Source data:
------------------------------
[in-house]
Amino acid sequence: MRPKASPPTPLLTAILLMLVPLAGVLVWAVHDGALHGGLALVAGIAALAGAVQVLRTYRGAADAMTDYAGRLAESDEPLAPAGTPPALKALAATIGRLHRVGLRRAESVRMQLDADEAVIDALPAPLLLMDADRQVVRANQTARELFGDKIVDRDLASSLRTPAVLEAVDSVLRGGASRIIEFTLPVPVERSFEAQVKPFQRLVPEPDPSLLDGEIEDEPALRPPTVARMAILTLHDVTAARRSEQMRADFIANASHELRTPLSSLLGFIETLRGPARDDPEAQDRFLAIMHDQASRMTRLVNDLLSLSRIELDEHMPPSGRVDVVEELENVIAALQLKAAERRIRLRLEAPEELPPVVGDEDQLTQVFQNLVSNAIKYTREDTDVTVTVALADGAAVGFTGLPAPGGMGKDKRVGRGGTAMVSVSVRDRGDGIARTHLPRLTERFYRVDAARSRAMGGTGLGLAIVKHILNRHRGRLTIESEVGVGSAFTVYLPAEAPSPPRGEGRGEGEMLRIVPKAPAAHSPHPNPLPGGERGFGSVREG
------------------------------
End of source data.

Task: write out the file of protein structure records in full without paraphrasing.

[in-house]
Amino acid sequence: MRPKASPPTPLLTAILLMLVPLAGVLVWAVHDGALHGGLALVAGIAALAGAVQVLRTYRGAADAMTDYAGRLAESDEPLAPAGTPPALKALAATIGRLHRVGLRRAESVRMQLDADEAVIDALPAPLLLMDADRQVVRANQTARELFGDKIVDRDLASSLRTPAVLEAVDSVLRGGASRIIEFTLPVPVERSFEAQVKPFQRLVPEPDPSLLDGEIEDEPALRPPTVARMAILTLHDVTAARRSEQMRADFIANASHELRTPLSSLLGFIETLRGPARDDPEAQDRFLAIMHDQASRMTRLVNDLLSLSRIELDEHMPPSGRVDVVEELENVIAALQLKAAERRIRLRLEAPEELPPVVGDEDQLTQVFQNLVSNAIKYTREDTDVTVTVALADGAAVGFTGLPAPGGMGKDKRVGRGGTAMVSVSVRDRGDGIARTHLPRLTERFYRVDAARSRAMGGTGLGLAIVKHILNRHRGRLTIESEVGVGSAFTVYLPAEAPSPPRGEGRGEGEMLRIVPKAPAAHSPHPNPLPGGERGFGSVREG